Wrapping mod_perl in Plack

Plack is one of these wonderful adventures in the modern Perl world that makes it fun to write Web applications in Perl again. But I have a few applications written with Apache/mod_perl and they are not fun to work with. So what would you do?

One option would be to take the long road and port these apps to use Plack instead of messing around with Apache2::RequestRec. For this to work you might need to review the full code base before seeing any signs of progress.

Another option is to mock your Apache2::RequestRec object using Plack. This is the road explored by Plack::App::WrapApacheReq. With very little work this enables you to run your mod_perl application with any Plack handler you want. You can run your application as a stand alone server or serve it with nginx trough FastCGI.

But the fun doesn’t stop here. Debugging and profiling mod_perl have always been a PITA, but with Plack::App::WrapApacheReq it is easy. Just take the generic.psgi example and it enables you to run the Perl debugger easy or just to use NYTProf on your request handling code.

The initial ideas for writing Plack::App::WrapApacheRec came from my mocking code to test a legacy mod_perl application. Even this gets more fun by using Plack. I havn’t tested it yet, but with Plack::Test and Plack::Test::ExternalServer it should be trivial to run the same set of tests directly in a single process test suite or against your deployed server.

Plack::App::WrapApacheRec is still in it’s infancy. It only mocks as much of Apache2::RequestRec as I need to run a single legacy application and to run Plack::Handler::Apache2 (as an absurd example, but yes we are self hosting). But I think that with very little work we should be able to run most mod_perl applications. Take it out for a ride, if it complains about a missing method please report it with CPAN’s RequestTracker. Patches would be appreciated (or pull requests on github), but just a list of unimplemented method you need would be excellent.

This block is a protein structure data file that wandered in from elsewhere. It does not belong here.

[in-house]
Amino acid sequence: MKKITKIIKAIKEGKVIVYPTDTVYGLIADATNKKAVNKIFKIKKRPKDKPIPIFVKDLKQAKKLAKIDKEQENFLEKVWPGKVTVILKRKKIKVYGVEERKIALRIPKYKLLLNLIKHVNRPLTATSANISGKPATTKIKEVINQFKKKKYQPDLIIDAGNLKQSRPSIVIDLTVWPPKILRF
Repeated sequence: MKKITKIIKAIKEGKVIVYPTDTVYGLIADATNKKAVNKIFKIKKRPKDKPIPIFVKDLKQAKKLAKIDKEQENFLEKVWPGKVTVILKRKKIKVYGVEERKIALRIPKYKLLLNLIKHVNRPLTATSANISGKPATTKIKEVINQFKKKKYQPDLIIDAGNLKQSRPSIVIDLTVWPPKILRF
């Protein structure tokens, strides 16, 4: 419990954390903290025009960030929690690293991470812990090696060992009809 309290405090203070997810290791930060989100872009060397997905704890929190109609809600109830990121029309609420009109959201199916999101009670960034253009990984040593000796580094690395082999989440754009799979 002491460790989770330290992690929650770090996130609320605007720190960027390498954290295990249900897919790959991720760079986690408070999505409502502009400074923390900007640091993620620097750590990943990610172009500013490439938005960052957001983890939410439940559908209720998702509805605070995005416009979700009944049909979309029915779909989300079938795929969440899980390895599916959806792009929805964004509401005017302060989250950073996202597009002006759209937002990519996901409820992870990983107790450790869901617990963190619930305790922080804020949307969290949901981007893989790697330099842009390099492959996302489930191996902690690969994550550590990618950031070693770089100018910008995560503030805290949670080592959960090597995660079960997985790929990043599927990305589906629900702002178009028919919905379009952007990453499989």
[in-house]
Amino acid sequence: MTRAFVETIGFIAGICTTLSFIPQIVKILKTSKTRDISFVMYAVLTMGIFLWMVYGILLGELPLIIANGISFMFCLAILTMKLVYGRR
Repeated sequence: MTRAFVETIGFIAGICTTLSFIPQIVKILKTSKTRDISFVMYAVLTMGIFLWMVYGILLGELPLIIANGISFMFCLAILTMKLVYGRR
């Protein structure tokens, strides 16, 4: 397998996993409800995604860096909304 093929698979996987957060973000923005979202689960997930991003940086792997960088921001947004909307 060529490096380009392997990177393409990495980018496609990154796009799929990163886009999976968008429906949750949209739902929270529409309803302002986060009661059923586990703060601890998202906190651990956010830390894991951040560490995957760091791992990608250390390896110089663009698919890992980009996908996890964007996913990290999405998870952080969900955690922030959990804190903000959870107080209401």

Plack is fun, now working with mod_perl applications might become fun too.

5 Comments »

  1. Adam said,

    November 30, 2010 @ 9:04 pm

    Probably a very stupid question, but since you mention how fun it is quite a number of times, I am getting curious: What does Plack exactly do and what makes it fun?

    (For context: I don’t know what Ruby’s Rack nor Python’s Paste do, and PSGI is a four-letter acronym to me; FastCGI I have some limited experience with.)

  2. hdp said,

    December 1, 2010 @ 2:53 am

    http://search.cpan.org/~miyagawa/PSGI-1.03/PSGI/FAQ.pod#I'm_writing_a_web_application._What's_the_benefit_of_PSGI_for_me?

    Being able to run the same request handling code in a test, over FastCGI, as HTTP behind a reverse proxy, as a standalone server for development, etc. is really, really convenient.

  3. Peter Makholm said,

    December 1, 2010 @ 6:28 am

    Fun may be a bit of an exaggeration.

    It is very convenient to be able to run the same request handling code directly by you test suite, as a standalone server, and deployed in multiple ways.

    The fun part is that it removes some of the bothersome tasks of developing with mod_perl. Running as a standalone server everything is Perl (and Perl is fun, remember?). No need to magically understand the Apache request cycle or the request object, everything is introspectable as other Perl structures.

  4. Schwern said,

    January 22, 2011 @ 2:38 am

    I’m wondering if you think the technique would work as well for Apache v1?

    I’m faced with a rather old, hairy business web app that’s deeply in bed with Apache 1 even going as far as to write its own config files. I’ve been tasked with doing the minimum so it can be tested and deployed on a modern Debian machine, then we’ll have breathing room for a full rewrite. Converting it to Plack is proving a lot of work. It might be easier to just emulate the bits of the Apache API that it uses. The config files will be more work.

  5. Peter Makholm said,

    January 27, 2011 @ 10:27 am

    I don’t really remember anything about the difference between Apache1 and Apache2. But I don’t see any reason it should be harder to do the same for Apache1.

    One option that could ease the task would be to look at Apache::Fake, which just seem to have gotten a new maintainer.

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